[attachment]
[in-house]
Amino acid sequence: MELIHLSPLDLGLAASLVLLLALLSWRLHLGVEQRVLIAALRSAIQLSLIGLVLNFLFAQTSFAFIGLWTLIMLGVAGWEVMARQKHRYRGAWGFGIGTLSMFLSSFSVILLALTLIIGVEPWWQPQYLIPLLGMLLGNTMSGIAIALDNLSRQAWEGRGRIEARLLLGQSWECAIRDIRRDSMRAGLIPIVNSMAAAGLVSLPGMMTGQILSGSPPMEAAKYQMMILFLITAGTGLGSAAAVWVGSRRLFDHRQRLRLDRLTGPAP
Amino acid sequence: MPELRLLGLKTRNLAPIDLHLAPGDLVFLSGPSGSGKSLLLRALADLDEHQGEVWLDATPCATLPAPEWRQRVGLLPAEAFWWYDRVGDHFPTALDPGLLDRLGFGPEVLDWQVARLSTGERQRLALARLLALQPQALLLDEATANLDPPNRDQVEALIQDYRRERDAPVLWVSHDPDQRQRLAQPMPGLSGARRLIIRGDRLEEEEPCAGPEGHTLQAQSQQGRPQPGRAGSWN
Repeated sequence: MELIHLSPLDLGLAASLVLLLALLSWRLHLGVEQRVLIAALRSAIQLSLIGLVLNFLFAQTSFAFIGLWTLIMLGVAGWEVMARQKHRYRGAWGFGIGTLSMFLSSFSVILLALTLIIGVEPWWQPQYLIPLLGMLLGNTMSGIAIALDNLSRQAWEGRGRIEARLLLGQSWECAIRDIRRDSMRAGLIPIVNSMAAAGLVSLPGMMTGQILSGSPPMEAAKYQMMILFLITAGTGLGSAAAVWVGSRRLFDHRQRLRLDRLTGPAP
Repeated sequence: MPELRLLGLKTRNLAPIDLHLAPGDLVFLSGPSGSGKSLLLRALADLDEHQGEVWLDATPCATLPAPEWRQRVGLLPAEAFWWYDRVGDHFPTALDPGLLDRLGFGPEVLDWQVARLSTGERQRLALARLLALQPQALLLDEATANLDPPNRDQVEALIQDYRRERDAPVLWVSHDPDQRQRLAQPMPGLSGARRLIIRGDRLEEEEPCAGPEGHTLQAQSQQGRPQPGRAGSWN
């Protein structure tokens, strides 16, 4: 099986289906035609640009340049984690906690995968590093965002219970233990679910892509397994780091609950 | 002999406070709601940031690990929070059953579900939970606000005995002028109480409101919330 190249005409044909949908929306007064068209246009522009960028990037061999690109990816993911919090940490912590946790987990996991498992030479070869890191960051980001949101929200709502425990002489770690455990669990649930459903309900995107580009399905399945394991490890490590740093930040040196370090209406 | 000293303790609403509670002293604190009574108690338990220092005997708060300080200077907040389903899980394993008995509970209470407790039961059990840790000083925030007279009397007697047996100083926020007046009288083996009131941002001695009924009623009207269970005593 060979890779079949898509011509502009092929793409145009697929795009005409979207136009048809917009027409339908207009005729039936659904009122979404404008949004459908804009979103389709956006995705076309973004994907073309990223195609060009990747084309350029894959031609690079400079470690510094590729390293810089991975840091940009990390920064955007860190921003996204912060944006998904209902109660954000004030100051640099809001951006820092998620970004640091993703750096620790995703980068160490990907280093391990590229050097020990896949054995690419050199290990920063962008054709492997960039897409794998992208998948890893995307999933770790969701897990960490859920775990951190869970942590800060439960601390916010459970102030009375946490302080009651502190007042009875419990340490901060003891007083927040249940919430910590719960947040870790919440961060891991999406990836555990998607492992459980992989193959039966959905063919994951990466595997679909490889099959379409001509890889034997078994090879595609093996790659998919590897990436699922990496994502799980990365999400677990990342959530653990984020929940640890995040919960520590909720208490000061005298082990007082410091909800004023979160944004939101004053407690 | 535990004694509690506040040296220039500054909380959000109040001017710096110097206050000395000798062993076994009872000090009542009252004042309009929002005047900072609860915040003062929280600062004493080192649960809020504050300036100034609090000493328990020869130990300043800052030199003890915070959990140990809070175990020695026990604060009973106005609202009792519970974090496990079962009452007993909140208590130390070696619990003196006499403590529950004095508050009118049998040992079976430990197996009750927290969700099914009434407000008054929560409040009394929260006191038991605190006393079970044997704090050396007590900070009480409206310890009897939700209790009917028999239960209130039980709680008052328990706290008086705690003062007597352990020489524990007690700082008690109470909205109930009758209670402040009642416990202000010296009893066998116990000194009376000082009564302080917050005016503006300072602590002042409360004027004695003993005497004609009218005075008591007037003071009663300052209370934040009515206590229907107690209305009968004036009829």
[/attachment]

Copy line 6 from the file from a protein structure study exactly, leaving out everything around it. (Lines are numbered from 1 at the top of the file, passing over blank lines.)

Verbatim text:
């Protein structure tokens, strides 16, 4: 099986289906035609640009340049984690906690995968590093965002219970233990679910892509397994780091609950 | 002999406070709601940031690990929070059953579900939970606000005995002028109480409101919330 190249005409044909949908929306007064068209246009522009960028990037061999690109990816993911919090940490912590946790987990996991498992030479070869890191960051980001949101929200709502425990002489770690455990669990649930459903309900995107580009399905399945394991490890490590740093930040040196370090209406 | 000293303790609403509670002293604190009574108690338990220092005997708060300080200077907040389903899980394993008995509970209470407790039961059990840790000083925030007279009397007697047996100083926020007046009288083996009131941002001695009924009623009207269970005593 060979890779079949898509011509502009092929793409145009697929795009005409979207136009048809917009027409339908207009005729039936659904009122979404404008949004459908804009979103389709956006995705076309973004994907073309990223195609060009990747084309350029894959031609690079400079470690510094590729390293810089991975840091940009990390920064955007860190921003996204912060944006998904209902109660954000004030100051640099809001951006820092998620970004640091993703750096620790995703980068160490990907280093391990590229050097020990896949054995690419050199290990920063962008054709492997960039897409794998992208998948890893995307999933770790969701897990960490859920775990951190869970942590800060439960601390916010459970102030009375946490302080009651502190007042009875419990340490901060003891007083927040249940919430910590719960947040870790919440961060891991999406990836555990998607492992459980992989193959039966959905063919994951990466595997679909490889099959379409001509890889034997078994090879595609093996790659998919590897990436699922990496994502799980990365999400677990990342959530653990984020929940640890995040919960520590909720208490000061005298082990007082410091909800004023979160944004939101004053407690 | 535990004694509690506040040296220039500054909380959000109040001017710096110097206050000395000798062993076994009872000090009542009252004042309009929002005047900072609860915040003062929280600062004493080192649960809020504050300036100034609090000493328990020869130990300043800052030199003890915070959990140990809070175990020695026990604060009973106005609202009792519970974090496990079962009452007993909140208590130390070696619990003196006499403590529950004095508050009118049998040992079976430990197996009750927290969700099914009434407000008054929560409040009394929260006191038991605190006393079970044997704090050396007590900070009480409206310890009897939700209790009917028999239960209130039980709680008052328990706290008086705690003062007597352990020489524990007690700082008690109470909205109930009758209670402040009642416990202000010296009893066998116990000194009376000082009564302080917050005016503006300072602590002042409360004027004695003993005497004609009218005075008591007037003071009663300052209370934040009515206590229907107690209305009968004036009829």